TELOSscope: The Telos Press Blog

Rigor unto Mors: François George's Rejection of Althusser

As an occasional feature on TELOSscope, we highlight a past Telos article whose critical insights continue to illuminate our thinking and challenge our assumptions. Today, James Santucci looks at François George’s “Reading Althusser,” from Telos 7 (Spring 1971).

François George believes that Louis Althusser does not deserve his reputation, and he wants to prove it to you. He writes:

Since the mainstay of [Althusser’s] thought is its “rigor,” we will demonstrate that it is the least rigorous of all, taking as the principal example his recent work, Lenine et la Philosophic. The occasion for the following discussion is a conference in an extremely academic context: the French Society of Philosophy. Naturally, Althusser feels uneasy in this situation. Marxists, for whom thought should be practical, must seek to transform society rather than to exert themselves in these closed contexts. Was he forced to attend? Althusser accepts his role only by dismissing it. . . . Why has he come, if he rejects this degraded form of philosophy and human relations? He is interested only in the justification of this rejection or, in his own words, this denial: “the only possible communications and discussions are scientific ones.” Under the pretext of attacking the meaninglessness of the philosophical gatherings in which he participates, Althusser rejects all non-scientific human communications as a scientist addressing a “scientific society.” Evidently, then, Althusser attends the French Society of Philosophy conference because he lacks the qualifications required by the international congress on astrophysics. All would go well, said Proudhon, when the government’s power was replaced by that of the Academy of Sciences—which should not be confused with the workers’ councils. (73–74)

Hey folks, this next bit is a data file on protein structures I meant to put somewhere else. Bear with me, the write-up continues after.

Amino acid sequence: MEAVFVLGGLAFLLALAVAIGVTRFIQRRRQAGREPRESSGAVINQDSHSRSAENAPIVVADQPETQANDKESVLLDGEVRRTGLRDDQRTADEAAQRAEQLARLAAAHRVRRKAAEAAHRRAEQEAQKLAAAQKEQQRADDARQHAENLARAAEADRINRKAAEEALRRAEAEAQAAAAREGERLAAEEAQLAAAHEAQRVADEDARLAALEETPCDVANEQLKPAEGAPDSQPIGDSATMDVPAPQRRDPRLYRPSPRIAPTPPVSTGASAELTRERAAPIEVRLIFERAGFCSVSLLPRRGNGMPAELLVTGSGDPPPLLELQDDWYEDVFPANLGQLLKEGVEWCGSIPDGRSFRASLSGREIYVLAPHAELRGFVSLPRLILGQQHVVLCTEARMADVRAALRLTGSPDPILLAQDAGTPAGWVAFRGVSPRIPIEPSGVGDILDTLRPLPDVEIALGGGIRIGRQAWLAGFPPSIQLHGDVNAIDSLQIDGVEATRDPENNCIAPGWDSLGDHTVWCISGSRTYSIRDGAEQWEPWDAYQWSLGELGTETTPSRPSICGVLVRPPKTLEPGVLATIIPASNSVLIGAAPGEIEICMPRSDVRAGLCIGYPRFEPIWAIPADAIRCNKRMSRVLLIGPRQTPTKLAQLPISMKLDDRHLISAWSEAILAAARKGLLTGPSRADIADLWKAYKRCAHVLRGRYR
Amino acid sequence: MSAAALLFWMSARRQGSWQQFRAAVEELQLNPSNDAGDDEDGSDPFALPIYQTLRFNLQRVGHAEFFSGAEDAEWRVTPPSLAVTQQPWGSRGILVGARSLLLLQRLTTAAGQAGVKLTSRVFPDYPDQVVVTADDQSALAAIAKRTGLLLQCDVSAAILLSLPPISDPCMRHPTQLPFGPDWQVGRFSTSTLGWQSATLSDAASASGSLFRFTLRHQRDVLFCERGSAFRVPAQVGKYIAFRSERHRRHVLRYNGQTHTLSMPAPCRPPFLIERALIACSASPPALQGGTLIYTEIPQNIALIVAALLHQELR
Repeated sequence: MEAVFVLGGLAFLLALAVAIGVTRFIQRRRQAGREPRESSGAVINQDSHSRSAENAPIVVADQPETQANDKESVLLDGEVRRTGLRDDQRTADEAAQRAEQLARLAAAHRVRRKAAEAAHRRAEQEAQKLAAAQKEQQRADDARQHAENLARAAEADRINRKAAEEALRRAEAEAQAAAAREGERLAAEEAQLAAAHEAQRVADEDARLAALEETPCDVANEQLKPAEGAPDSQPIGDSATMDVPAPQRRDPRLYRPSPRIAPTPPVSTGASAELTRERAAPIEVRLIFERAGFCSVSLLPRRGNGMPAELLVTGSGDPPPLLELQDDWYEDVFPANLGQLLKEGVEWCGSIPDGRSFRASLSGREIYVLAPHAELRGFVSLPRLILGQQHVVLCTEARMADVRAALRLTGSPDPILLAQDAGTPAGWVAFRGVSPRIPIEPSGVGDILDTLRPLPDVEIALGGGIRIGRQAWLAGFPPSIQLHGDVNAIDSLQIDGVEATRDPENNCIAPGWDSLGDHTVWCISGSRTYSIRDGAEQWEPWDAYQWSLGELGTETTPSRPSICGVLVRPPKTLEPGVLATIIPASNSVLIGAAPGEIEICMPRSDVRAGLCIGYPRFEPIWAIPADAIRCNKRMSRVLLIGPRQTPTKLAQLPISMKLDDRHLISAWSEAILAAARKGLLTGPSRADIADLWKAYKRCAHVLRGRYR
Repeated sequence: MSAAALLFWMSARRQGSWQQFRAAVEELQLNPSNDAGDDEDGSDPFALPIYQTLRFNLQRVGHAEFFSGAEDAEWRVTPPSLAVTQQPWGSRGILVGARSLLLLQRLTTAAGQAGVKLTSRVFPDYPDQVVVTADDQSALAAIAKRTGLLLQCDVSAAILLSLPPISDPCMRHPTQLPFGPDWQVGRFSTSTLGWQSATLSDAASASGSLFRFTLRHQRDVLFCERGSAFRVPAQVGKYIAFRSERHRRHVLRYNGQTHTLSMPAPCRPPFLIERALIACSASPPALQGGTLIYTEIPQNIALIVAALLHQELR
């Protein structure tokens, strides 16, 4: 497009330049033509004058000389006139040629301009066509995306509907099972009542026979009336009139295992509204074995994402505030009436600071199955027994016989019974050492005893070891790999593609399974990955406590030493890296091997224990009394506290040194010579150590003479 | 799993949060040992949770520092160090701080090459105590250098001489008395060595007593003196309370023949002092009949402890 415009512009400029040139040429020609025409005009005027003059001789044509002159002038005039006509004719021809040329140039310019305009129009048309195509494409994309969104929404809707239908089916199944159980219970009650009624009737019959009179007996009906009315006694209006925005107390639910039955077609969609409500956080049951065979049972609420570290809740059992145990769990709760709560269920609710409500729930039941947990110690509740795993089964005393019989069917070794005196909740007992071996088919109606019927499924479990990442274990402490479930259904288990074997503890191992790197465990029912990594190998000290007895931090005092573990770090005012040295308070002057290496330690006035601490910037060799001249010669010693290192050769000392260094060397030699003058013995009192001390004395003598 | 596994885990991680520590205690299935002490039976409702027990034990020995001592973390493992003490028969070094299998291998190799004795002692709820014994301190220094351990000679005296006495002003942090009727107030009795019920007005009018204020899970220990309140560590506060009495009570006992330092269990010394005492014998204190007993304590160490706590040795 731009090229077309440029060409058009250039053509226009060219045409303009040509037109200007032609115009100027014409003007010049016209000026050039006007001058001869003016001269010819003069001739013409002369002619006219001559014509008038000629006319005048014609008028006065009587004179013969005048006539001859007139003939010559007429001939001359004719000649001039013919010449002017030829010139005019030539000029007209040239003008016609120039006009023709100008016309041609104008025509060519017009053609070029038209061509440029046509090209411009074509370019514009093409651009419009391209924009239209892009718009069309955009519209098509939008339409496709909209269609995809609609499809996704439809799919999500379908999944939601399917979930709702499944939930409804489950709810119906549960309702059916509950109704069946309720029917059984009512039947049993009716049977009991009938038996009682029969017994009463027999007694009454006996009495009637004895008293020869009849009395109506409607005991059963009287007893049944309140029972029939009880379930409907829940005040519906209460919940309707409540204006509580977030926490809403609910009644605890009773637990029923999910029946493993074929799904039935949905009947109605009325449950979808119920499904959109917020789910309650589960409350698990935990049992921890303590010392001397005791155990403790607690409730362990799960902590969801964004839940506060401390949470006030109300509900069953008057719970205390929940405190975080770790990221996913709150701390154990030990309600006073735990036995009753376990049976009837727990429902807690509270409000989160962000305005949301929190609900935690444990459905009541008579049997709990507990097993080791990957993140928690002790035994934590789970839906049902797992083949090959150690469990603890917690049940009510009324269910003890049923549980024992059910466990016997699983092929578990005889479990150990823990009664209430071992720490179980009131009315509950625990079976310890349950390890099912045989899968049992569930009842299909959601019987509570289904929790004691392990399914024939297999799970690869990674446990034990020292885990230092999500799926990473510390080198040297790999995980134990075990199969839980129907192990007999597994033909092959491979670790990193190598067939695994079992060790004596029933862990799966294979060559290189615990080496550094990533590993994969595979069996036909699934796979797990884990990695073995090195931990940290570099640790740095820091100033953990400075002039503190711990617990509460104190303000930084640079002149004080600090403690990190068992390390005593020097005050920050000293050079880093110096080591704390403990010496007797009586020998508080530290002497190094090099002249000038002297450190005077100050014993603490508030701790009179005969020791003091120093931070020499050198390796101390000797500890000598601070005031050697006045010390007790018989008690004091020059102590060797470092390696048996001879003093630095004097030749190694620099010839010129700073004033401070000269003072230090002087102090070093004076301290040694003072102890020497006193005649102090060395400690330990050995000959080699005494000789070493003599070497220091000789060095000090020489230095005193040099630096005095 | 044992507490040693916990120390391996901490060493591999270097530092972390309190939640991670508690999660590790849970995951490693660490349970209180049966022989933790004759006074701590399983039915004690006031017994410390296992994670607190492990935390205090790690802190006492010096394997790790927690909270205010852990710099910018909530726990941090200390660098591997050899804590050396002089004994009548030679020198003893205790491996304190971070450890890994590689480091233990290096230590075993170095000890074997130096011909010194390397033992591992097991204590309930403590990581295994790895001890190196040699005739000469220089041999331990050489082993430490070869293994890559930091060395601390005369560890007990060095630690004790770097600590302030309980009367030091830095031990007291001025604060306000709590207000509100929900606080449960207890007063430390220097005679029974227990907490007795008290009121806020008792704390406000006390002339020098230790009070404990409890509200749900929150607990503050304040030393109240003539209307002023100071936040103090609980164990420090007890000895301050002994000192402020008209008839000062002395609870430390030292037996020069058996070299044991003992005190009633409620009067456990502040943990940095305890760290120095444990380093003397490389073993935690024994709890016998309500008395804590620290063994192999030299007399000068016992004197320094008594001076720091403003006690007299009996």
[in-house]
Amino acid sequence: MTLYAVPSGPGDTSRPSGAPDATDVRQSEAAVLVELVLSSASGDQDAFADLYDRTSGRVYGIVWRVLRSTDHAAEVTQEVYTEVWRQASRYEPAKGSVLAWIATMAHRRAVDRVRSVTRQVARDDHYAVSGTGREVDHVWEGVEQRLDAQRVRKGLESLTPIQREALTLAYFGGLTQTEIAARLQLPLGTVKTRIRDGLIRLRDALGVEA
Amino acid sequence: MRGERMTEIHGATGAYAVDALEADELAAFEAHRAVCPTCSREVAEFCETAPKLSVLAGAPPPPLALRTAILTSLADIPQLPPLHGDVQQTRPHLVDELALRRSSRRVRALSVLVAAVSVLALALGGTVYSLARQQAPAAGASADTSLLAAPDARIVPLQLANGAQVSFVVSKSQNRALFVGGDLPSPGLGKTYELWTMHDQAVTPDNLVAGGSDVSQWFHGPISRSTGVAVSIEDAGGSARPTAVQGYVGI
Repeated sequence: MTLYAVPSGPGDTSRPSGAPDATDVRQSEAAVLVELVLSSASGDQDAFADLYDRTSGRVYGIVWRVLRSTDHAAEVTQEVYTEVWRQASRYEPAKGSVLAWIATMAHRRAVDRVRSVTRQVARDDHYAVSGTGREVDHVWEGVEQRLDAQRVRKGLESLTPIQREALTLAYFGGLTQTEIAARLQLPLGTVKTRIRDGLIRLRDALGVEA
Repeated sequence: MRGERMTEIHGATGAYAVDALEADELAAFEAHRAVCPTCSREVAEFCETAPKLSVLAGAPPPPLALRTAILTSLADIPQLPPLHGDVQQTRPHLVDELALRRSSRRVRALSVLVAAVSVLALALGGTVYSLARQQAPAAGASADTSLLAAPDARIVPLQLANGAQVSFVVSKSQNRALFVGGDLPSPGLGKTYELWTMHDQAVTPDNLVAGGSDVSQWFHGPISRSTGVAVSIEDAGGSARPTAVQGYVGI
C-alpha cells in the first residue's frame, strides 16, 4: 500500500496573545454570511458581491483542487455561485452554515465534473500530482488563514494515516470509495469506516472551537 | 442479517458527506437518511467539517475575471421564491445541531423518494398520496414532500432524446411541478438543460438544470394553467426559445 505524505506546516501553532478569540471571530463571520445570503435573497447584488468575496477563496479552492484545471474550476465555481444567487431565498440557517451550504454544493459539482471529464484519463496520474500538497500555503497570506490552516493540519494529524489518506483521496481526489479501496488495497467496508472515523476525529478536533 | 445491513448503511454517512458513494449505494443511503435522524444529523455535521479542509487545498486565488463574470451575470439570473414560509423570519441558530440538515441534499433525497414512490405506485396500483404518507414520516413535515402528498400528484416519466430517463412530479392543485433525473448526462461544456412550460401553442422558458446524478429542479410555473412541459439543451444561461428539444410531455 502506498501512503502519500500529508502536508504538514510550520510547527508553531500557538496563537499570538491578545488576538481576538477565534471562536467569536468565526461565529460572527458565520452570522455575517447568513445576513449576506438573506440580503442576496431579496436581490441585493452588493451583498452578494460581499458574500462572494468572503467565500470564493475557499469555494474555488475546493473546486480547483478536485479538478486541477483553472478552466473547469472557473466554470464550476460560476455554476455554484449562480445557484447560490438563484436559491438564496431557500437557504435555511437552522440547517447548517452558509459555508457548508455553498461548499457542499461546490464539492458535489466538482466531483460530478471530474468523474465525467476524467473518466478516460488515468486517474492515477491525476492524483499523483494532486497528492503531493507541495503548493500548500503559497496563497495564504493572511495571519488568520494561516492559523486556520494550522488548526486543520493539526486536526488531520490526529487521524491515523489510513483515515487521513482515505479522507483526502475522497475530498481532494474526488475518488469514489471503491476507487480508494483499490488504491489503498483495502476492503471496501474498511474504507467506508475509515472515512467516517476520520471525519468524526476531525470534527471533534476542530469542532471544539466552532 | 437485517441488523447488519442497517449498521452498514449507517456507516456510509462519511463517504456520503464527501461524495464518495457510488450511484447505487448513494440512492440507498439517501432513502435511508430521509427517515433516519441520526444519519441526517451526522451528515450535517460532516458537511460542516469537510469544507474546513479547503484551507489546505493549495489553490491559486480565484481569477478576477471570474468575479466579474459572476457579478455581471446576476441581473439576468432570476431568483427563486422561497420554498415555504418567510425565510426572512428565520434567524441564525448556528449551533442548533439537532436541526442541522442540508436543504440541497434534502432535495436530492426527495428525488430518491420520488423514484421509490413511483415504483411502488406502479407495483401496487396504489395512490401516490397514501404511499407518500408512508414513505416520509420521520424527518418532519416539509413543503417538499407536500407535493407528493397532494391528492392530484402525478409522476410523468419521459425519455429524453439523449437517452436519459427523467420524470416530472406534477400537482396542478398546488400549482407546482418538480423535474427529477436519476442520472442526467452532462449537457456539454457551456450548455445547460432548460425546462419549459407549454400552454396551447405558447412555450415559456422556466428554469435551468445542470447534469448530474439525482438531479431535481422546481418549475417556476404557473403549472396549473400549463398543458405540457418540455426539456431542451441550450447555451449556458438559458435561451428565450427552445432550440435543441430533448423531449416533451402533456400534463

Which is to say, Althusser probably shouldn’t have consented to give the speech. Having consented, he shouldn’t have dismissed his communication as unscientific. Having dismissed it so—as George will show—Althusser shouldn’t then go on to say empty things about scientific versus philosophical thinking, undermining whatever point he thought he was making when he said “the only possible communications and discussions are scientific ones.” To buy George’s argument is thus to buy that Althusser’s rigor consists primarily of his ardor for digging in the wrong place.

Althusser’s starting point for the speech in question was a statement purportedly made by Lenin to a Marxist group in Capri in 1908. The group had taken up the mantle of empirio-criticism, and proposed that Marxism “had to rid itself of that pre-critical metaphysics, ‘dialectical materialism’, and . . . to furnish itself with the philosophy it had always lacked, precisely this vaguely neo-Kantian idealist philosophy . . . : empirio-criticism.” Lenin wrote that he “refuse[d] to engage in any philosophical discussion.”[1] The project to which Althusser set himself in “Lenin and Philosophy” was to explain this remark, and the project George sets himself in “Reading Althusser” was to explain how Althusser did a poor job.

The answer, for Althusser, lies in interpreting Marx’s philosophical silence after his Theses on Feuerbach. He writes that “that which was announced in the Theses on Feuerbach, in the necessarily philosophical language of a declaration of rupture with all ‘interpretative’ philosophy . . . was a new science of history. . . . The theoretical revolution which Thesis XI[2] announces is in reality the foundation of a new science” (76). Following Marx’s big foundation of a new science, he is, as a result, silent philosophically for decades, not because he is not thinking, but because he is thinking scientifically. With Thesis XI, he has opened up a whole new realm—history—for science to explore, and he means to explore it.